DCI Ndegwa Muhoro dispatched to Laikipia for operations as Britain demand more security
By Cyrus Ombati
| March 6th 2017
The Directorate of Criminal Investigations Ndegwa Muhoro was Monday sent to Laikipia County to lead operations on illegal grazers behind the killing of a British rancher.
This came as the government said 379 illegal grazers had been arrested in the area and were being processed as part of efforts to ensure stability there.
The British government called on Kenya to beef up security in the area where Mr Tristan Voorspuy, a dual Kenyan/British national, was found dead at the Sosian ranch, which he co-owns.
Interior Cabinet Secretary Joseph Nkaissery said the government had taken appropriate measures to ensure illegal grazers are removed and keep the raider away from private farms and ranches.
“Additional security personnel have been deployed in operations to flush out illegal grazers and recover stolen livestock,” said Nkaissery.
He addressed the press in Nairobi accompanied by his tourism colleague Najib Balala and environment’s Judy Wakhungu as they moved to assure international tourists visiting the region that conservancies and ranches are safe for safari.
Voorspuy had ventured out on a horseback to visit a site on the ranch where two cottages had been set ablaze when he was killed Sunday. His body was moved to Nairobi yesterday.
British High Commissioner to Kenya Mr Nic Hailey said he was “deeply saddened by the murder.”
“I welcome the clear commitment at the highest levels to tackle the situation, and continue to urge the Kenyan authorities to take all necessary steps urgently to restore law and order, and to protect life and property in the area,” said Hailey.
He said he and other international partners, had repeatedly conveyed to the Kenyan authorities over the past months the United Kingdom’s deep concern at the situation in parts of Laikipia.
On his side, Nkaissery who was accompanied by Inspector General of police Joseph Boinnet said illegal grazers had been cleared from 16 ranches including Segera, Olmaisor, Ngano, Olenaishu, Tango-Maos, Impala, Ol-Jogi, Ngaruo and Kifuko.
The CS said some private land owners had declined support from security agencies and prefer instead to negotiate directly with communities and added government supports the move as long as there is peace and security.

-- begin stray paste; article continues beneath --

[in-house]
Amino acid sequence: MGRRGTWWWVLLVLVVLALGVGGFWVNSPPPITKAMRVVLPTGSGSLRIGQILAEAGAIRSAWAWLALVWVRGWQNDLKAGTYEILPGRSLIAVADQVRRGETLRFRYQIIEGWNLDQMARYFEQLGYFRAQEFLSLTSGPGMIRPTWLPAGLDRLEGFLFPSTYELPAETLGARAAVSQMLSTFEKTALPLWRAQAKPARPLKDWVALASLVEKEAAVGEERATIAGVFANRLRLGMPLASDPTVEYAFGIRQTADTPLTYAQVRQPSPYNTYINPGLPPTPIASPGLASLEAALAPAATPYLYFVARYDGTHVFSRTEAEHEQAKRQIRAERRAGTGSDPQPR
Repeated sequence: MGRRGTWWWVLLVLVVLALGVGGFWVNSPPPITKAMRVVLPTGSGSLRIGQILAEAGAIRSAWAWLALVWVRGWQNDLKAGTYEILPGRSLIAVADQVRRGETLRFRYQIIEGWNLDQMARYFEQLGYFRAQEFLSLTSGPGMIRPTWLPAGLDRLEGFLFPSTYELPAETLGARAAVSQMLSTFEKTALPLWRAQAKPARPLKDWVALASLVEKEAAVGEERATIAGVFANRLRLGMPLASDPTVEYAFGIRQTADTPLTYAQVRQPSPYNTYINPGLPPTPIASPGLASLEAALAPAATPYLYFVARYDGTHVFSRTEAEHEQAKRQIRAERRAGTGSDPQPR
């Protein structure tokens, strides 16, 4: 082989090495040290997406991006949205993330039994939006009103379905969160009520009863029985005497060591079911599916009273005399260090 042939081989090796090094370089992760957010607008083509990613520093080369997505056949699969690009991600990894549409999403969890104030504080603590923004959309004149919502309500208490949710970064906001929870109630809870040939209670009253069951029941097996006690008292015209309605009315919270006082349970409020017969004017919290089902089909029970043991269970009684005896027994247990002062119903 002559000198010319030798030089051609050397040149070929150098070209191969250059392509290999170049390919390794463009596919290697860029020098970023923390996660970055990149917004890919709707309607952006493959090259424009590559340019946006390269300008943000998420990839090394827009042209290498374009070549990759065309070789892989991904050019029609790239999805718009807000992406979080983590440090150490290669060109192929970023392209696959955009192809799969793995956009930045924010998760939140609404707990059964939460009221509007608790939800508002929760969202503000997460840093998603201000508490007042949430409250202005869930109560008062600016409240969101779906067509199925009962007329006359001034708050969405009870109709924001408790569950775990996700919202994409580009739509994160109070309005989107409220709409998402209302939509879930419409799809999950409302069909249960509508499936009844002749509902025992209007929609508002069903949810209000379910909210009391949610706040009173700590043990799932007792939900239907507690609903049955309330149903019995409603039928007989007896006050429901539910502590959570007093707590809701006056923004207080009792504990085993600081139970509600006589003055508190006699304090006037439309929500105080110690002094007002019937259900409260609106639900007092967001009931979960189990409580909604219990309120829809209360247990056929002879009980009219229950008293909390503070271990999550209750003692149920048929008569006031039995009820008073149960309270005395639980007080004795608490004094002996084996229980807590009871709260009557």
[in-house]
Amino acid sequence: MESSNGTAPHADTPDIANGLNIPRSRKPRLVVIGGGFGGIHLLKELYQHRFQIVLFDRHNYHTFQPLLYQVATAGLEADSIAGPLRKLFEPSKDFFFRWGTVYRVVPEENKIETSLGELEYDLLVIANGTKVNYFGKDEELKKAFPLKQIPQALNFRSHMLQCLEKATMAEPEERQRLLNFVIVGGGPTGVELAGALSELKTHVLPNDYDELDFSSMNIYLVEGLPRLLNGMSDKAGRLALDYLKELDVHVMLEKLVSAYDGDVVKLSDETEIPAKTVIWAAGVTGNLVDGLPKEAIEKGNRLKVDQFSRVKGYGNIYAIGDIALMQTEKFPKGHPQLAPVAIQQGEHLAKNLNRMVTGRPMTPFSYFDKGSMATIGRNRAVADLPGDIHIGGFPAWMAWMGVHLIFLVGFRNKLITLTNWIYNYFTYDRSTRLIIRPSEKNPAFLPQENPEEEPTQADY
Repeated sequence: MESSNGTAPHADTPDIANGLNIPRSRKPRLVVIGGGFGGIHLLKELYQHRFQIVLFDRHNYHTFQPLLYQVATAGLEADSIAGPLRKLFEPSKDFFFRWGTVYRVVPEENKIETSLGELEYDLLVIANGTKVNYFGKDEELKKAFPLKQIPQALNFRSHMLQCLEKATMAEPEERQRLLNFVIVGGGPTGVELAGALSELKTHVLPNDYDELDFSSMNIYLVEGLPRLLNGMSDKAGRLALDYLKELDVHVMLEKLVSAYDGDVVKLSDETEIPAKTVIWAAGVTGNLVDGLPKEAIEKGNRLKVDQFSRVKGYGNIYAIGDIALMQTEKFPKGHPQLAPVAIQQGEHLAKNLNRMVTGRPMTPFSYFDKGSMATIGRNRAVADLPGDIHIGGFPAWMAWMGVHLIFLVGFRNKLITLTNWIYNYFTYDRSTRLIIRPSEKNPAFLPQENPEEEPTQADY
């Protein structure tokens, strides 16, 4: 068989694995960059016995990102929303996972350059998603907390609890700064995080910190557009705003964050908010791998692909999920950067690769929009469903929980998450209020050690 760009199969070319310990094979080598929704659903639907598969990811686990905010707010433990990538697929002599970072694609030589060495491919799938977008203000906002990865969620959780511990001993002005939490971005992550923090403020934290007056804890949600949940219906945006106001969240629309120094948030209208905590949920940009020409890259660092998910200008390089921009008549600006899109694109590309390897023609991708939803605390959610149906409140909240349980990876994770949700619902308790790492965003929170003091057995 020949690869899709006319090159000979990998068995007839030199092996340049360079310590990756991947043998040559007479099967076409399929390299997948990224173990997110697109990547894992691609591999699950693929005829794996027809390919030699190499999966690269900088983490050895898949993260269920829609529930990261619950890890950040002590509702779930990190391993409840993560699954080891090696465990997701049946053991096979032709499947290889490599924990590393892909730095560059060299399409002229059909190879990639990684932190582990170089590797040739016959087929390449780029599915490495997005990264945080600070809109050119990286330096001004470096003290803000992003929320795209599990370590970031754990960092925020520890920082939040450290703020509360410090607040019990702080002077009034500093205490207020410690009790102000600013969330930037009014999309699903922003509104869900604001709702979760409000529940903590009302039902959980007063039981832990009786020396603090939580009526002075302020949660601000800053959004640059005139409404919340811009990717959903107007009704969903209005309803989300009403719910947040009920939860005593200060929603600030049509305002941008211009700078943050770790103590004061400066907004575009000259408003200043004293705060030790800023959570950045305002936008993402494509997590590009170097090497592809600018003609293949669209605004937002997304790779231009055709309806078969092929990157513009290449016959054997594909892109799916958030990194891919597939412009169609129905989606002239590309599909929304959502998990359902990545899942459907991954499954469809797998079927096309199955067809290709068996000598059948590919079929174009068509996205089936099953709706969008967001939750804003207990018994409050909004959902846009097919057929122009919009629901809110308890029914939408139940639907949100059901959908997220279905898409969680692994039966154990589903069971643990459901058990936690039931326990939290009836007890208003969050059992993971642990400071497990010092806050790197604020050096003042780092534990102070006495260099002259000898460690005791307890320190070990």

He linked the conflict in Laikipia, Baringo and Elgeyo Marakwet to drought which has led to pressure on scarce pasture and water resources.
“Criminal elements have taken advantage to engage in cattle rustling, poaching and commit murders of citizen and even security officers.”
He accused some local political leaders of contributing to the tension by making inflammatory statements and inciting locals to illegally occupy private property.
He said Muhoro was in Laikipia to investigate and arrest those financing the activities at large.
“Watch this space. They will be arrested soon and face the rule of law,” he warned.
He said a major security operation will be launched in Laikipia to rid of the grazers. In Marakwet and Baringo, he argued an operation that was launched last week is bearing fruits and added four new camps have been established.
Voorspuy, a former British army officer, was riding on a horse to inspect the damage at one of the lodges that was torched last Friday by bandits when he was killed.
He died on the spot and it took hours for his body to be collected since there were fears the bandits were still lurking in the bushes. Nkaissery said they waited for arrival of officers from scenes of crime before picking up the body amid reports officers feared to venture there.
On Saturday, a police helicopter was shot at in the same farm as security officers carried out aerial surveillance where illegal grazers and bandits have continued to wreak havoc.
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